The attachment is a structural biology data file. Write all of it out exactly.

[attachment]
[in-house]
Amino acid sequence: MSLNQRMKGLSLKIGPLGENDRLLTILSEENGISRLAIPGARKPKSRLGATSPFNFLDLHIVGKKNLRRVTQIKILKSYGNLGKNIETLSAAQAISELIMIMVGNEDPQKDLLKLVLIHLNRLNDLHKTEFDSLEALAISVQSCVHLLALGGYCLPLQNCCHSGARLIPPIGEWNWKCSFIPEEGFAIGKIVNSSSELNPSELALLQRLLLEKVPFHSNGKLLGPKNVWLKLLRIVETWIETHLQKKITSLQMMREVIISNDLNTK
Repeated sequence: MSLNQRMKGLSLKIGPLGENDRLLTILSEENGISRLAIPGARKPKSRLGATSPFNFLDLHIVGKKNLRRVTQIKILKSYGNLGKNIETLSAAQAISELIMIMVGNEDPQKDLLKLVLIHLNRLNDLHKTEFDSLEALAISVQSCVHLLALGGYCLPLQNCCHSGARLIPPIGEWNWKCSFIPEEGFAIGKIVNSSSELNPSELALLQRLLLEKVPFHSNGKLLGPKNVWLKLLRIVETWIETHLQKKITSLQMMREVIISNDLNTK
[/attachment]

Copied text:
[in-house]
Amino acid sequence: MSLNQRMKGLSLKIGPLGENDRLLTILSEENGISRLAIPGARKPKSRLGATSPFNFLDLHIVGKKNLRRVTQIKILKSYGNLGKNIETLSAAQAISELIMIMVGNEDPQKDLLKLVLIHLNRLNDLHKTEFDSLEALAISVQSCVHLLALGGYCLPLQNCCHSGARLIPPIGEWNWKCSFIPEEGFAIGKIVNSSSELNPSELALLQRLLLEKVPFHSNGKLLGPKNVWLKLLRIVETWIETHLQKKITSLQMMREVIISNDLNTK
Repeated sequence: MSLNQRMKGLSLKIGPLGENDRLLTILSEENGISRLAIPGARKPKSRLGATSPFNFLDLHIVGKKNLRRVTQIKILKSYGNLGKNIETLSAAQAISELIMIMVGNEDPQKDLLKLVLIHLNRLNDLHKTEFDSLEALAISVQSCVHLLALGGYCLPLQNCCHSGARLIPPIGEWNWKCSFIPEEGFAIGKIVNSSSELNPSELALLQRLLLEKVPFHSNGKLLGPKNVWLKLLRIVETWIETHLQKKITSLQMMREVIISNDLNTK